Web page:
Three people are in Kenyan police custody on suspicion of planning an attack on the Israeli Embassy in Nairobi. Police said Tuesday that a Kenyan, a Somali with an Australian passport and a Bosnian woman who also has Australian citizenship have been detained for suspicious behavior while trying to book a hotel near the embassy.

The Canadian government rejected an attempt to bar a Saudi cleric from entering the country. Legislator Jason Kenney championed the parliamentary motion urging the government to block the entry of Sheik Abdal-Rahman Al-Sudais, imam of the grand mosque in Mecca, who has publicly called for destroying the Jews. In an April 2002 sermon, Al-Sudais called Jews “the scum of the human race, accursed by Allah, who turned them into apes and pigs.”

Tony Randall, the fastidious half of “The Odd Couple,” died Monday at age 84. Randall was born Leonard Rosenberg and was raised in Tulsa, Okla. An award-winning actor, he is best known as the neat-freak Felix in the TV version of the Neil Simon play, opposite Jack Klugman. In his mid-70s, Randall had children for the first time.

Czech police are investigating the desecration of a synagogue. Officials said unknown perpetrators carved fascist symbols and inscriptions in the shul in the town of Krnov after breaking into the property earlier this month.

Fundamentalist Christians in Germany are founding an Institute for Israel studies. Beginning in September 2004, the Institute for Israelogy will disseminate information about Israel from a fundamentalist standpoint. It is to be based at the Free Theological Academy in the city of Giessen. According to Christians for Israel, the institute’s goals are to propagate information about Israel, the common roots of Christians and Jews, and the causes of Christian anti-Semitism and anti-Zionism.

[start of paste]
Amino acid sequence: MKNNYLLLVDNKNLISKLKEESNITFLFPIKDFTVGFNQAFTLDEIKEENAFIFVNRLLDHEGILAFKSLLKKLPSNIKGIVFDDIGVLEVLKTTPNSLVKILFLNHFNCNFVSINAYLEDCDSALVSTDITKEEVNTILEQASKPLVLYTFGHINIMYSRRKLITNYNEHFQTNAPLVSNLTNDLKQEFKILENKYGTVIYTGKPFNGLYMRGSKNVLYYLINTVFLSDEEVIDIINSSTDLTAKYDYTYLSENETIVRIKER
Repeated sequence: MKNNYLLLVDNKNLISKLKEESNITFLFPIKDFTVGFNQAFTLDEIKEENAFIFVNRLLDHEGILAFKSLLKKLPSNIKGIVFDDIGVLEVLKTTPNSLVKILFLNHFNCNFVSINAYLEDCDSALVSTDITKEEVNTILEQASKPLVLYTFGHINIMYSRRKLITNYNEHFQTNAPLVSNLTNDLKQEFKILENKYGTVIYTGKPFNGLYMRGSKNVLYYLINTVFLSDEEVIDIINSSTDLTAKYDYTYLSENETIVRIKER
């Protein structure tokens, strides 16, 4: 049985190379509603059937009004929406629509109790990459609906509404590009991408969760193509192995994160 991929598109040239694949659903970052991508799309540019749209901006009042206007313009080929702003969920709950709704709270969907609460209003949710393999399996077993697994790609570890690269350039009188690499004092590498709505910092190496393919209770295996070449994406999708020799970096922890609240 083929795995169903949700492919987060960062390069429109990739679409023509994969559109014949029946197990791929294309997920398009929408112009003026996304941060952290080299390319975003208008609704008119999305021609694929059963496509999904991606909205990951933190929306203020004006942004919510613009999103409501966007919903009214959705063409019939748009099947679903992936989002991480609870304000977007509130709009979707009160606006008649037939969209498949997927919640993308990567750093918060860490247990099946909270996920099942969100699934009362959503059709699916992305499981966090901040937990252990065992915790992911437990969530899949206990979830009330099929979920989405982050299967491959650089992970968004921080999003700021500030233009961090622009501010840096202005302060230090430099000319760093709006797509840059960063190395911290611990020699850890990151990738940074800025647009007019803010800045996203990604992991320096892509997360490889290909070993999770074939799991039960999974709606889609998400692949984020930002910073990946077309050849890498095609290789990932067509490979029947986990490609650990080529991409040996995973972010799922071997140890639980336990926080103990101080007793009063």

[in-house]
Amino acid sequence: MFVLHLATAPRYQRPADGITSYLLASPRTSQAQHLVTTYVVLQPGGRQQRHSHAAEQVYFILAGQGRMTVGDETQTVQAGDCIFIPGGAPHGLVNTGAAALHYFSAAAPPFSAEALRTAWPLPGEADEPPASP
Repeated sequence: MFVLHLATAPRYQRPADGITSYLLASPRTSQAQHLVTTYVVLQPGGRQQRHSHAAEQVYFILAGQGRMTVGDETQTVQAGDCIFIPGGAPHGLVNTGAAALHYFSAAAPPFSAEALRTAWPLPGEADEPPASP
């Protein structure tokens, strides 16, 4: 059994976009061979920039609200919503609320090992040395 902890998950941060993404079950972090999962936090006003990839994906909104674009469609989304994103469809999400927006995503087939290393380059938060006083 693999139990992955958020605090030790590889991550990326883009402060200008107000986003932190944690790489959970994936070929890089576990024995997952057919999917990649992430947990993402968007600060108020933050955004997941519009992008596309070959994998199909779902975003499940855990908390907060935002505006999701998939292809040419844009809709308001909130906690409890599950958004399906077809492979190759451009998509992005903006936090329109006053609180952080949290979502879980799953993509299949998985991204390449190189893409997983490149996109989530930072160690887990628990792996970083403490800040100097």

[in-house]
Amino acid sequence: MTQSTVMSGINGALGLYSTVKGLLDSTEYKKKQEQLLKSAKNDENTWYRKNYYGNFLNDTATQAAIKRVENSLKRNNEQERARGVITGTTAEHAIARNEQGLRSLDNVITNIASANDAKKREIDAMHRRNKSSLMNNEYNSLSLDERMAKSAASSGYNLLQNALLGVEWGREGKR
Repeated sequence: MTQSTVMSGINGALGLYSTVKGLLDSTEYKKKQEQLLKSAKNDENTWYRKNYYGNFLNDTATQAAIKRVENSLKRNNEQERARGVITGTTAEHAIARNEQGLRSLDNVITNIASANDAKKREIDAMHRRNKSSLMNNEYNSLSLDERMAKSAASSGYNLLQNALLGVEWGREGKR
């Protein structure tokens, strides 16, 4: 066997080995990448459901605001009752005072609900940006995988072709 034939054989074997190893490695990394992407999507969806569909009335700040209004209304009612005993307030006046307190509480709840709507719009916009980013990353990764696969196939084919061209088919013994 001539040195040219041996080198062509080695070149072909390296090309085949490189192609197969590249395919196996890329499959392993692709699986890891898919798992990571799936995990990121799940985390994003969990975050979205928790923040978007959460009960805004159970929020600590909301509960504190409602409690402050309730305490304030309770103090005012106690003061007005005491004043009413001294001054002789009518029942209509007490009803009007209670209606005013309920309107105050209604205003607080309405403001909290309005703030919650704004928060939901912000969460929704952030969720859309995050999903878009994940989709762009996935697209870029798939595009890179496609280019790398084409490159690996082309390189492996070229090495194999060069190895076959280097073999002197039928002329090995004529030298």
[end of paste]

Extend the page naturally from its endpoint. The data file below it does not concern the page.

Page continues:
An Arab soccer team won the Israeli championship for the first time. Bnei Sakhnin defeated Hapoel Haifa 4-1 Tuesday night. Although some of Bnei Sakhnin’s players are Jewish, it is based in an Arab town and is identified with the Arab population, which has never had much athletic success.

One Hadassah board member gave her kidney to another. At a board meeting of the women’s Zionist organization in January, Hadassah President June Walker announced that Belle Simon was in desperate need of a kidney. Katie Edelstein, 55, president of Hadassah’s Pacific Northwest Region, offered hers. A successful surgery took place May 11 at Mt. Sinai Medical Center in New York.

Filmmaker Roman Polanski said going to the movies in Nazi-occupied Poland helped him make it through World War II.. “Movies were an escape for me during the war, after I had escaped from the Krakow ghetto and was living in the city,” the Academy Award-winning director of “The Pianist” said in Rome last week.

A pair of alleged Israeli cocaine smugglers devised a new way to hide cocaine: They soaked clothes in the drug. Two Tel Aviv men are being charged with attempting to smuggle into Israel $1 million worth of cocaine from Bolivia, by soaking 10 kilograms of the drug into 100 kilograms of ironed clothing, The Jerusalem Post reported. Police stopped the pair on a tip, found no drugs but discovered the cocaine using drug-revealing chemicals.

Some 7,000 Moscow Jews attended a street festival celebrating Israel’s 56th anniversary. Sunday night’s seven-hour event included music and dance performances and a video link between Moscow and Jerusalem projected on large outdoor screens. Hundreds of police provided security on streets near Moscow’s Choral Synagogue — a few blocks from the Kremlin — that were closed to traffic.